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Shamir: Soviet Jews Who Immigrate to Countries Other Than Israel Endanger Efforts to Ease Emigration

Premier Yitzhak Shamir charged that Jews who leave the Soviet Union with Israeli visas but settle in countries other than Israel gravely endanger efforts to ease emigration restrictions for Soviet Jews.

During a Knesset debate on the issue Monday, Shamir said Israel should use every means at its disposal to end the drop-out phenomenon. He appealed to the Soviet government to allow direct flights from Moscow to Israel. At present, Jews leaving the USSR go to Vienna where they decide their ultimate destination. Only 104 Jews left the Soviet Union last month. The number who chose not to go to Israel was not immediately known.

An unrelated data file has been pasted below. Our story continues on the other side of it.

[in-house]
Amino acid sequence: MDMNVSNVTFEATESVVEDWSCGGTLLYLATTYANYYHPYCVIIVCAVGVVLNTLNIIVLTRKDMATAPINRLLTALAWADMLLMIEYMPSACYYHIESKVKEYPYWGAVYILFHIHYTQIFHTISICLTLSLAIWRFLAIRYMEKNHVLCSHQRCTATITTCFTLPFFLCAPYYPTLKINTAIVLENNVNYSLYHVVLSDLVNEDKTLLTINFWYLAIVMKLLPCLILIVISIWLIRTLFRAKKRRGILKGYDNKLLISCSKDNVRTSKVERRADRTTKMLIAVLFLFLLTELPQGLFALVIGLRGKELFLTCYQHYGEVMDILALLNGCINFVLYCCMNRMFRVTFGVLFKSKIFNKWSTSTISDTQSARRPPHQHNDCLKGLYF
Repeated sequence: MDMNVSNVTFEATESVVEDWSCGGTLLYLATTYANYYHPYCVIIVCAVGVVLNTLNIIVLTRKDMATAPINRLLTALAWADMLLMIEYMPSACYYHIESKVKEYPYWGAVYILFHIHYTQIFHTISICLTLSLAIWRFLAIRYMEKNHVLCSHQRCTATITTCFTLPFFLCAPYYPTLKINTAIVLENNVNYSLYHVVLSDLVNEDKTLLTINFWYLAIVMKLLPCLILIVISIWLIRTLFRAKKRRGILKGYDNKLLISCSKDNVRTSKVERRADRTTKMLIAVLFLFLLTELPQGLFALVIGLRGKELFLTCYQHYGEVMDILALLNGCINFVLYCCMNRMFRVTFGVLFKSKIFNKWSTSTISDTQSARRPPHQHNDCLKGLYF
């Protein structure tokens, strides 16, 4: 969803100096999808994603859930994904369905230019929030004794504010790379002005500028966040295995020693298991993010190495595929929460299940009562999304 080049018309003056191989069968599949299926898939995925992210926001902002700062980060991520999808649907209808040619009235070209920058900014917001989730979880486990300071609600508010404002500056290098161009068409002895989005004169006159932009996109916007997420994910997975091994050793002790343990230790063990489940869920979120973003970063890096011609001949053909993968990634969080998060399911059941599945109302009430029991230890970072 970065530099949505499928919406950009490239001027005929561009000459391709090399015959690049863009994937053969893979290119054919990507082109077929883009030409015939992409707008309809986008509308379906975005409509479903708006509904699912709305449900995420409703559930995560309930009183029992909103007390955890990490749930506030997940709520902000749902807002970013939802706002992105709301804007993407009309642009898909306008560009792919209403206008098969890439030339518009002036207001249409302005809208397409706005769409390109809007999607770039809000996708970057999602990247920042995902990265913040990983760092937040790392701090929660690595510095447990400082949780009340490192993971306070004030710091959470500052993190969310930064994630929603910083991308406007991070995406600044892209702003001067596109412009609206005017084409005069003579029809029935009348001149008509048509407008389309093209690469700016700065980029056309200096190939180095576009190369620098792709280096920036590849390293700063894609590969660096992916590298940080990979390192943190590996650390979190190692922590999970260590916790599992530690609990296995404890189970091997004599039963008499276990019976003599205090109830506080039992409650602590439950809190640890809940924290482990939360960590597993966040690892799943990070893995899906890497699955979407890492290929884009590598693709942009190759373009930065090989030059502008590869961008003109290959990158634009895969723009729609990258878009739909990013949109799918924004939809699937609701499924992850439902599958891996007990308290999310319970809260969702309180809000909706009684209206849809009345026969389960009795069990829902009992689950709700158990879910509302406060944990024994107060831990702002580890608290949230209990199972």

Shamir also appealed to the Soviet authorities to grant Jewish citizens equal rights. Israel “does not seek to intervene in the internal affairs of the Soviet regime,” he said, but the fact is that of all Soviet national minorities, only the Jews are not allowed to live a national life of their own.

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